UM Speech Pathology School Prepares Students for Rewarding Careers

By Kyle Spurr, UM News Service

A photo of SLHO students
Shannon Welby leads the National Student Speech-Language-Hearing Association student group. (UM Photo by Ryan Brennecke)

MISSOULA – Shannon Welby knew she wanted to find a career that helps people, and she found the perfect start at the University of Montana’s School of Speech, Language, Hearing and Occupational Sciences

Welby, from Upland, California, remembers watching a theater production in high school that was adapted for deaf people. The production inspired her to pursue other ways to help those with hearing and speech disabilities. She researched colleges with speech language pathology programs and found UM’s school, which is the only one in Montana. 

“It’s been the biggest blessing I’ve had in my life that I was able to come here,” said Welby, a senior who graduates this May. 

A highlight of her time here has been with UM’s National Student Speech-Language-Hearing Association (NSSLHA) student group. Welby joined as a freshman and is now the group’s president. 

The group is dedicated to volunteer and advocacy work on campus and across Montana. Members visit the state capital to meet with lawmakers, attend state and national conferences, and fundraise for organizations such as Operation Smile, which supports children with cleft palates.

Interest in the group has increased since Welby joined four years ago. The group doubled from about 20 students to more than 40. 

“This year is the best we’ve ever had,” she said. “It’s really cool to see it flourishing.”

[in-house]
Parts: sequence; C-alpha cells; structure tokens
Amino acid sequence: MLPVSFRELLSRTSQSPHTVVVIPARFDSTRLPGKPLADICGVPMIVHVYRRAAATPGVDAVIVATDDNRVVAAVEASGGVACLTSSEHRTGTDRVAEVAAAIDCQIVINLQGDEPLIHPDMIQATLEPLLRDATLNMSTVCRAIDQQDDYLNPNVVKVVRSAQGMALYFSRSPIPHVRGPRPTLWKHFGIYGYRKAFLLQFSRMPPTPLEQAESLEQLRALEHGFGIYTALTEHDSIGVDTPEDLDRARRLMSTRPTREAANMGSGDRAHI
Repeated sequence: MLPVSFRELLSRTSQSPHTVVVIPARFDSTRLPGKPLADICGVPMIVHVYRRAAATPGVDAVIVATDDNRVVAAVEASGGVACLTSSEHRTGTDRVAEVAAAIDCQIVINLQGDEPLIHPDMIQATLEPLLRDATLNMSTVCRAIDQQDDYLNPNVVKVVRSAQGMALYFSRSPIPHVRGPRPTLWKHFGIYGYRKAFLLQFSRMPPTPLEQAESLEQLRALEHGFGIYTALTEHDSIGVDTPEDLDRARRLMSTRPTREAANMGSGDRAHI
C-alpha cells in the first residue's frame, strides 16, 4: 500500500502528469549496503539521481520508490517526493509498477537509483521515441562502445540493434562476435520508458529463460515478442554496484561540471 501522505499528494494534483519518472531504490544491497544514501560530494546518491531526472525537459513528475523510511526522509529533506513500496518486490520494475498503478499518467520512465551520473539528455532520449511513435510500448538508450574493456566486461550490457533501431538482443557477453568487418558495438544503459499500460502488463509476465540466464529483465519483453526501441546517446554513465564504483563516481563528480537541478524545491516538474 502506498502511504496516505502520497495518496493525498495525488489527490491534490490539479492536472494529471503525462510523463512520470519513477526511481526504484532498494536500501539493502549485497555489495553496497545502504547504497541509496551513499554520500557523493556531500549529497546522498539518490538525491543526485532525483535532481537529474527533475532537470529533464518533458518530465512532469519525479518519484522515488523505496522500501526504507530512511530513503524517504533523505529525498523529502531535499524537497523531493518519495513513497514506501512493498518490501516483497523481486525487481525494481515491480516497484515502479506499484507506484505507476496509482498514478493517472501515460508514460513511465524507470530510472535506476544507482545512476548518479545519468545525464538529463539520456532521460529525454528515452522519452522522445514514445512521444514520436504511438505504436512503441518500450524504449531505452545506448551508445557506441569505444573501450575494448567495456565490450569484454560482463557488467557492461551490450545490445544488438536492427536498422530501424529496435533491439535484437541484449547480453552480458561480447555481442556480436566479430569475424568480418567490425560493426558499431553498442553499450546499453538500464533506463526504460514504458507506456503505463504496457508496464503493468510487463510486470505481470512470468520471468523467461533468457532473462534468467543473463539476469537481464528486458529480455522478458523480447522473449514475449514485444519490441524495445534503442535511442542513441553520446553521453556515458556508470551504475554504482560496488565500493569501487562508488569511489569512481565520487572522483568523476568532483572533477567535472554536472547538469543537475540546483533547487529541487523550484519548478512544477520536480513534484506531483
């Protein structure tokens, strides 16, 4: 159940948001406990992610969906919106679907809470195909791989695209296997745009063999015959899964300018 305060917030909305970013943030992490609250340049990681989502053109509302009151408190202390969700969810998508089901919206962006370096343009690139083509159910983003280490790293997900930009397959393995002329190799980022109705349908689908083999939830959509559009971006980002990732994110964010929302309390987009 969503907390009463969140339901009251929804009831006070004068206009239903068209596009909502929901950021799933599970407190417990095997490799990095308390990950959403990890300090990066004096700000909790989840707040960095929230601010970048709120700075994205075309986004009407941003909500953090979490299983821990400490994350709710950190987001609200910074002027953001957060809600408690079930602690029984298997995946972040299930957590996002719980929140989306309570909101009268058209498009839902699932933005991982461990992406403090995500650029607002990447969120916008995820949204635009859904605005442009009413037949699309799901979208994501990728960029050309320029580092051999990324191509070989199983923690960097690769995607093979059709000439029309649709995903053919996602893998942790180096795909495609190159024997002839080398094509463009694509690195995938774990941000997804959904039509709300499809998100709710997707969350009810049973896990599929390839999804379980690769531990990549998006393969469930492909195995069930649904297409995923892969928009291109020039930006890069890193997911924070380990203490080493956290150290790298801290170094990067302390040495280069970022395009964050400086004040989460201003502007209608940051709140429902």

Claire Smith, a senior from Wasilla, Alaska and vice president of the student group, said she and Welby have prioritized building community within the school. They host dinners, share hot cocoa and make events feel welcoming. 

“I think it is common for SLPs (speech language pathologists) to be more outgoing and want to communicate with people,” Smith said. “For a lot of us it comes naturally. We are all welcoming and kind people.” 

Smith appreciated that kindness when she arrived on campus as a freshman not knowing a single person. Quickly she met classmates and developed friendships throughout her time at UM. 

“I have really cherished getting close with my professors and the students,” Smith said. “That’s what I’ve really loved about the program is how tight knit it all is.” 

Smith and Welby will earn their undergraduate degrees this year in communicative sciences and disorders, and both applied to UM’s speech language pathology master’s program. 

The master’s program is one of the most successful at UM, boasting a 100% pass rate for all students who take the Praxis exam to become a certified speech language pathologist. In addition, 100% of students find jobs after graduation. 

After completing her master’s degree, Smith plans to work with children who struggle with articulation. Smith grew up in a family of teachers and always wanted to work with children. 

“It’s in my blood to love working with kids,” she said. “But as I got older, I realized I didn’t want to be a teacher. I shadowed a couple SLPs in high school and absolutely loved it. My feelings haven’t changed since I’ve been in college.” 

For Welby, she also is interested in working with children. But she developed another interest in helping those recovering from strokes. She volunteered with the Big Sky Aphasia Program and was introduced to people who had strokes and had their language impaired. Working with stroke survivors and children is different but equally rewarding, she said. 

“Now I’m a little torn,” Welby said. “I hope grad school will help me narrow that down.” 

No matter where their careers take them, both Welby and Smith credit the opportunities they had in UM’s speech language pathology school. They worked hands-on in labs, volunteered with local agencies and were mentored by professors. The experience has prepared them for their future careers.

“You can tell the professors really care and there are a lot of opportunities,” Welby said. “That’s been the best thing about the program for me.” 


Contact: Dave Kuntz, UM director of strategic communications, 406-243-5659,